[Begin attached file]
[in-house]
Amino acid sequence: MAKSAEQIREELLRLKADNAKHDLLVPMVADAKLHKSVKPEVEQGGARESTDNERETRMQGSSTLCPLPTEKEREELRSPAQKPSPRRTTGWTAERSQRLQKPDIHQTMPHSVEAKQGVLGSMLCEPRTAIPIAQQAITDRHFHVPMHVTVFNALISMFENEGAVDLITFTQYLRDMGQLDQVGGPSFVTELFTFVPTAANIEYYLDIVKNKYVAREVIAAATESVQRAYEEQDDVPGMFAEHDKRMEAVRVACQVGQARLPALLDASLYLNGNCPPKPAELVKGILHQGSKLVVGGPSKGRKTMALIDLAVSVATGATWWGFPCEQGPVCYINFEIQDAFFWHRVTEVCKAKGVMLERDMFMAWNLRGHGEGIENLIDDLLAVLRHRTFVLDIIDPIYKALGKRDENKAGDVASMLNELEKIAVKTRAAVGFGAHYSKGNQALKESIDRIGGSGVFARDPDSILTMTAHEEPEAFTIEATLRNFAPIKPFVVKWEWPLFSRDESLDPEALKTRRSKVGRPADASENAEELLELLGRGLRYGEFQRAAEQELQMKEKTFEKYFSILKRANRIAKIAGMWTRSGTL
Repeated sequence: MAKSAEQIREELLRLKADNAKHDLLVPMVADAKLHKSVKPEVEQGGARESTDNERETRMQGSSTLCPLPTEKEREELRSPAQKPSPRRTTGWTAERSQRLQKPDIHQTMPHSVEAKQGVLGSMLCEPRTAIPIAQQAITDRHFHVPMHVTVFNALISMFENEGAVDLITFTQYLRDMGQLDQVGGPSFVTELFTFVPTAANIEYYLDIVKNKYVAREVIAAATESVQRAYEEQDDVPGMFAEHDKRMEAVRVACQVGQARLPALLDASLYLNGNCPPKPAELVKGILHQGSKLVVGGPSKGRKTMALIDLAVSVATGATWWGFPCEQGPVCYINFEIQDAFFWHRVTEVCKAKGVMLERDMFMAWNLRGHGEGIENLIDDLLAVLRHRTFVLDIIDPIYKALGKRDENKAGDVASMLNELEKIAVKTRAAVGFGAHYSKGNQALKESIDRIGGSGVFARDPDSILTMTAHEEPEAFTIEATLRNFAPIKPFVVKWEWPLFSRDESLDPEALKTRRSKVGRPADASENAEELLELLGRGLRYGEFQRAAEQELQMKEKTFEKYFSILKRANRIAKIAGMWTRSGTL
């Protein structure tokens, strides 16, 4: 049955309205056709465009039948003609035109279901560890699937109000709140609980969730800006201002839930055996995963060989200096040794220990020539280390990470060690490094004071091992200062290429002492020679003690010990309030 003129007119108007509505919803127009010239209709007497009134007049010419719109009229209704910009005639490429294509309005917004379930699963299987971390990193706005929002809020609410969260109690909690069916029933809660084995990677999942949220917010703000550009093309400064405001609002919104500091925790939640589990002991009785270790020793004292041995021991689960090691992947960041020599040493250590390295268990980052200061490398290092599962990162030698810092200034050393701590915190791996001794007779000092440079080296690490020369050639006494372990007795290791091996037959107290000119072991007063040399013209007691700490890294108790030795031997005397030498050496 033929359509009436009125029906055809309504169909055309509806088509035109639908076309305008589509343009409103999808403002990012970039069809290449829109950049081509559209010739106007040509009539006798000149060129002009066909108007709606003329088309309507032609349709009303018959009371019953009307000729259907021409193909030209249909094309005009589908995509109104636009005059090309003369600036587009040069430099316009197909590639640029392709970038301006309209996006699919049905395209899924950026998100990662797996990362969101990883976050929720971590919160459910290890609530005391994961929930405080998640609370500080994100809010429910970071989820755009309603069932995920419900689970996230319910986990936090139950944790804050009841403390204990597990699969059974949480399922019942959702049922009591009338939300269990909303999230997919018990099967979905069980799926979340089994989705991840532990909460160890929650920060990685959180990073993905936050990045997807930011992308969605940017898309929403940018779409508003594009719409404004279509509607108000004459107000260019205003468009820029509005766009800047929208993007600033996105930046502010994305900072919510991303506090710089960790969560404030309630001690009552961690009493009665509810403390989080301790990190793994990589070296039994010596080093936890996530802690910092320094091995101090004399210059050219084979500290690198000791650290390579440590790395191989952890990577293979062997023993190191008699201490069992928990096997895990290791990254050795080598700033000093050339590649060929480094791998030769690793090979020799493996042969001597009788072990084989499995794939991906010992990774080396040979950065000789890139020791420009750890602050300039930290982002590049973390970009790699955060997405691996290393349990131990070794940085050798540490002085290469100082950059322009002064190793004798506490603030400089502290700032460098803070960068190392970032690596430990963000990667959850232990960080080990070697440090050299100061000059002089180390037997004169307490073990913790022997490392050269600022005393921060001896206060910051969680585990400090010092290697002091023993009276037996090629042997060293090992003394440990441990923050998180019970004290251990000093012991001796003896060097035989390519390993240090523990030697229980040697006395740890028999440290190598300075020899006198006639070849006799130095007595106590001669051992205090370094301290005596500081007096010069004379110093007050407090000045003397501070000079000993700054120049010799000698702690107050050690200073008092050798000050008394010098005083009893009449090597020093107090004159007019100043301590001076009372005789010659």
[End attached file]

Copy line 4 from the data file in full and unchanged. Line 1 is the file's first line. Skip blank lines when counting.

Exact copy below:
């Protein structure tokens, strides 16, 4: 049955309205056709465009039948003609035109279901560890699937109000709140609980969730800006201002839930055996995963060989200096040794220990020539280390990470060690490094004071091992200062290429002492020679003690010990309030 003129007119108007509505919803127009010239209709007497009134007049010419719109009229209704910009005639490429294509309005917004379930699963299987971390990193706005929002809020609410969260109690909690069916029933809660084995990677999942949220917010703000550009093309400064405001609002919104500091925790939640589990002991009785270790020793004292041995021991689960090691992947960041020599040493250590390295268990980052200061490398290092599962990162030698810092200034050393701590915190791996001794007779000092440079080296690490020369050639006494372990007795290791091996037959107290000119072991007063040399013209007691700490890294108790030795031997005397030498050496 033929359509009436009125029906055809309504169909055309509806088509035109639908076309305008589509343009409103999808403002990012970039069809290449829109950049081509559209010739106007040509009539006798000149060129002009066909108007709606003329088309309507032609349709009303018959009371019953009307000729259907021409193909030209249909094309005009589908995509109104636009005059090309003369600036587009040069430099316009197909590639640029392709970038301006309209996006699919049905395209899924950026998100990662797996990362969101990883976050929720971590919160459910290890609530005391994961929930405080998640609370500080994100809010429910970071989820755009309603069932995920419900689970996230319910986990936090139950944790804050009841403390204990597990699969059974949480399922019942959702049922009591009338939300269990909303999230997919018990099967979905069980799926979340089994989705991840532990909460160890929650920060990685959180990073993905936050990045997807930011992308969605940017898309929403940018779409508003594009719409404004279509509607108000004459107000260019205003468009820029509005766009800047929208993007600033996105930046502010994305900072919510991303506090710089960790969560404030309630001690009552961690009493009665509810403390989080301790990190793994990589070296039994010596080093936890996530802690910092320094091995101090004399210059050219084979500290690198000791650290390579440590790395191989952890990577293979062997023993190191008699201490069992928990096997895990290791990254050795080598700033000093050339590649060929480094791998030769690793090979020799493996042969001597009788072990084989499995794939991906010992990774080396040979950065000789890139020791420009750890602050300039930290982002590049973390970009790699955060997405691996290393349990131990070794940085050798540490002085290469100082950059322009002064190793004798506490603030400089502290700032460098803070960068190392970032690596430990963000990667959850232990960080080990070697440090050299100061000059002089180390037997004169307490073990913790022997490392050269600022005393921060001896206060910051969680585990400090010092290697002091023993009276037996090629042997060293090992003394440990441990923050998180019970004290251990000093012991001796003896060097035989390519390993240090523990030697229980040697006395740890028999440290190598300075020899006198006639070849006799130095007595106590001669051992205090370094301290005596500081007096010069004379110093007050407090000045003397501070000079000993700054120049010799000698702690107050050690200073008092050798000050008394010098005083009893009449090597020093107090004159007019100043301590001076009372005789010659």